Fyodor Dostoevsky’s final work, The Brothers Karamazov, is arguably one of the best novels ever written in any language. Set in 19th-century Russia, the novel was published as a serial in The Russian Messenger from January 1879 to November 1880.
The story revolves around the murder of Fyodor Pavlovitch Karamazov—the father of the Karamazov brothers—a debauched man who leads a hedonistic life and excels in the art of seducing women. A spiritual drama of sorts, the story of Fyodor and his three sons from different wives, embodies Dostoevsky’s philosophy and delves into debates on morality, free will and God.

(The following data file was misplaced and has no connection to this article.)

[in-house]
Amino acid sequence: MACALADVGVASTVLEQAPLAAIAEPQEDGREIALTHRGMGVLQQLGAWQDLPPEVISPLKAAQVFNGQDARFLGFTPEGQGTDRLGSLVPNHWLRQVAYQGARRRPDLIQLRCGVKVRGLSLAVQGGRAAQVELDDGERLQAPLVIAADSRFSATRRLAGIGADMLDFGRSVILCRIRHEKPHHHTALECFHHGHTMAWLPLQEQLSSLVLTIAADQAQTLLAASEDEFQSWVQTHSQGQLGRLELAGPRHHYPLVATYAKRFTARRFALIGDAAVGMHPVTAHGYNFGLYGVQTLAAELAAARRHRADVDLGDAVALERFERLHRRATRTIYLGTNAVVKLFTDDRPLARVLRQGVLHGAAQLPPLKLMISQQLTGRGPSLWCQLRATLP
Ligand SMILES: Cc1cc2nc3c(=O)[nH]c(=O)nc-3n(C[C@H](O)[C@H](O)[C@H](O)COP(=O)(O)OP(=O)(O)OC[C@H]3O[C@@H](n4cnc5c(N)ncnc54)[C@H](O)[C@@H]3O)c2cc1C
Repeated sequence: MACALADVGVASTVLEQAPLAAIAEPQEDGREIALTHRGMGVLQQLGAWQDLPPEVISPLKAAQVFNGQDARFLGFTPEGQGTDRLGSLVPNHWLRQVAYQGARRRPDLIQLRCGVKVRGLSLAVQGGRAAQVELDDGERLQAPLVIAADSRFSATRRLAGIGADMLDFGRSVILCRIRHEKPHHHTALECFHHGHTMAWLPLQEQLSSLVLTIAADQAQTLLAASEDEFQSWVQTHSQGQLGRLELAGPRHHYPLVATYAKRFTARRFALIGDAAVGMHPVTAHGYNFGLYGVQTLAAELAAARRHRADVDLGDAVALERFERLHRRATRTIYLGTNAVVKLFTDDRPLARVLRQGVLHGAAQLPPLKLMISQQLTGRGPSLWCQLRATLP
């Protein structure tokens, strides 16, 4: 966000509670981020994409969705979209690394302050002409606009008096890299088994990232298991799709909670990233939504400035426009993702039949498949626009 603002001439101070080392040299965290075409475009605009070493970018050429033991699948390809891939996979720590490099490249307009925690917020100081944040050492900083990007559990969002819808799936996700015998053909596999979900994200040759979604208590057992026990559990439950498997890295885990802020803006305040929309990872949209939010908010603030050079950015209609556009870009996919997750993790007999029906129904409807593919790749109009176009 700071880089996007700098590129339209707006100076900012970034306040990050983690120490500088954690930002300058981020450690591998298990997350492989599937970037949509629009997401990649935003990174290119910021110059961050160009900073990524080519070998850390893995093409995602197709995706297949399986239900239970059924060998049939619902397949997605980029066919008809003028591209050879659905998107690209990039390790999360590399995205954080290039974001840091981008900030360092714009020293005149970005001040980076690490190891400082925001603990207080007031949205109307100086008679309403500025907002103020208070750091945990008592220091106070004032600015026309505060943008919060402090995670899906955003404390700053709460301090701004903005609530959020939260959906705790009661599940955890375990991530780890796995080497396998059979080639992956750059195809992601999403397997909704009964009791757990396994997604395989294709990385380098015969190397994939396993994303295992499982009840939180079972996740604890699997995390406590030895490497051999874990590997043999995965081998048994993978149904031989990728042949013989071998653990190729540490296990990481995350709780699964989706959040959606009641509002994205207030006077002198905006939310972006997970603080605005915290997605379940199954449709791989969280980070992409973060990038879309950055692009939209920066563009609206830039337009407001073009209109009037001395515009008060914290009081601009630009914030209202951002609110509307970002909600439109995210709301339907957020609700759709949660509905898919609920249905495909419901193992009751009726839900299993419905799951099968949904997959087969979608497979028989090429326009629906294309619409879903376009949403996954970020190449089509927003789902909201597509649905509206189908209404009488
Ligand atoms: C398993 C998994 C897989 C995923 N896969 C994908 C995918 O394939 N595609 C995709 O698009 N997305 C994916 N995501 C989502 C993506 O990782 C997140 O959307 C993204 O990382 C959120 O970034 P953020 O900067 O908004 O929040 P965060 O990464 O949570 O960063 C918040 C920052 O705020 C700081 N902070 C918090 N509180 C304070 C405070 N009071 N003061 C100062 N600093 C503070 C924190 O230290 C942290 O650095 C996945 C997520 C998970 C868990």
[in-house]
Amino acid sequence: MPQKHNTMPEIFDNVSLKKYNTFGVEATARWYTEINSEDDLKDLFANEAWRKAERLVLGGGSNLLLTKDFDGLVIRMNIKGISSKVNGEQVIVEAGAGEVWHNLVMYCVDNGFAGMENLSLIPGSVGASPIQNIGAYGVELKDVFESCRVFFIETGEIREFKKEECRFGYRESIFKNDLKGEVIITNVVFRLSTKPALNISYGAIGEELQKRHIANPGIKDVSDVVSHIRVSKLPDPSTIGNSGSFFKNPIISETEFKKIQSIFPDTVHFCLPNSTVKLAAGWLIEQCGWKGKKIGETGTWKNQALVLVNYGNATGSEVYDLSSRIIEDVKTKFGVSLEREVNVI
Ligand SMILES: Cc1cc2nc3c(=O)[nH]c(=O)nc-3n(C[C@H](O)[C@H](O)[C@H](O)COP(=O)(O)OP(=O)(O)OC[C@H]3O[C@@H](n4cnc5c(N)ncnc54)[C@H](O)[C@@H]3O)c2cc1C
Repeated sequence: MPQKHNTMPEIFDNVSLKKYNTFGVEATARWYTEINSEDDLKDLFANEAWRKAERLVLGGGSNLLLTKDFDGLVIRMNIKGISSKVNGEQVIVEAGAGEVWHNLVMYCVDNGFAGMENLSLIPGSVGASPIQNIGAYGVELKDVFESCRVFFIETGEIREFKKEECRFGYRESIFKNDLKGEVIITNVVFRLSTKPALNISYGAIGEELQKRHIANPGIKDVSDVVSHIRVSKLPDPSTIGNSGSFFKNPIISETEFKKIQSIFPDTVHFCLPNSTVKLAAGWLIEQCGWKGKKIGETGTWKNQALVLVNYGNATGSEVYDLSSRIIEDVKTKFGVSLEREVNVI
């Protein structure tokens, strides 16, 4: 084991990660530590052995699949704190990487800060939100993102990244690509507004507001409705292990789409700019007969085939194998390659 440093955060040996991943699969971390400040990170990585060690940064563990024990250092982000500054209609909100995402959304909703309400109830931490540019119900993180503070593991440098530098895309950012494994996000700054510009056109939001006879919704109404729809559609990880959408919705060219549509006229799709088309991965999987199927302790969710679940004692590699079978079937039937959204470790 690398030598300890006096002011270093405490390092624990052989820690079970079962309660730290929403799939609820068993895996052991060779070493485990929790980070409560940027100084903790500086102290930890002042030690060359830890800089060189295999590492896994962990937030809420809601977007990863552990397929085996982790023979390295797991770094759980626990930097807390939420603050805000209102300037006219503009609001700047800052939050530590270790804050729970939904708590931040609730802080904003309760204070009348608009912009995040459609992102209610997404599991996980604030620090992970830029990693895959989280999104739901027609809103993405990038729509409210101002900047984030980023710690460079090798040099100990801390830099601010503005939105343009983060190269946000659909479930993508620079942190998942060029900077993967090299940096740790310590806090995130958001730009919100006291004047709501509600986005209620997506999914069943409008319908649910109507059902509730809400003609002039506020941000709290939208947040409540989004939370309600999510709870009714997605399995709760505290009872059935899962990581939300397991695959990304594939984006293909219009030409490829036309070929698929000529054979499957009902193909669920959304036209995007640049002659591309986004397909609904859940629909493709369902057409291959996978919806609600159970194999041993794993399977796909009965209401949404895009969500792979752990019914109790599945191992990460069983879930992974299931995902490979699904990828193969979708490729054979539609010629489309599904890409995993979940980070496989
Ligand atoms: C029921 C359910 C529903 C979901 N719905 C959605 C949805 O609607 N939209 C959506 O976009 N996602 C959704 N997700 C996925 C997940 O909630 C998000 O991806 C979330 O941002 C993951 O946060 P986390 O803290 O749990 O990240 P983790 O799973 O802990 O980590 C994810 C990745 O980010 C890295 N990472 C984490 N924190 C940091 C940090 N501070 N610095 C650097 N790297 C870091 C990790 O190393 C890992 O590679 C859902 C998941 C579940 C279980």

Dostoevsky’s hero Alyosha was named after his own son who died of epilepsy at the age of three in 1878. The qualities that Dostoevsky admired in his son are reflected in the eponymous character, created and developed as a cathartic process.
Dostoevsky died less than four months after the publication of The Brothers Karamazov.
Constance Garnett’s English translation of the novel was released in 1912.
It is believed that a copy of The Brothers Karamazov was found next to Leo Tolstoy’s nightstand when he died.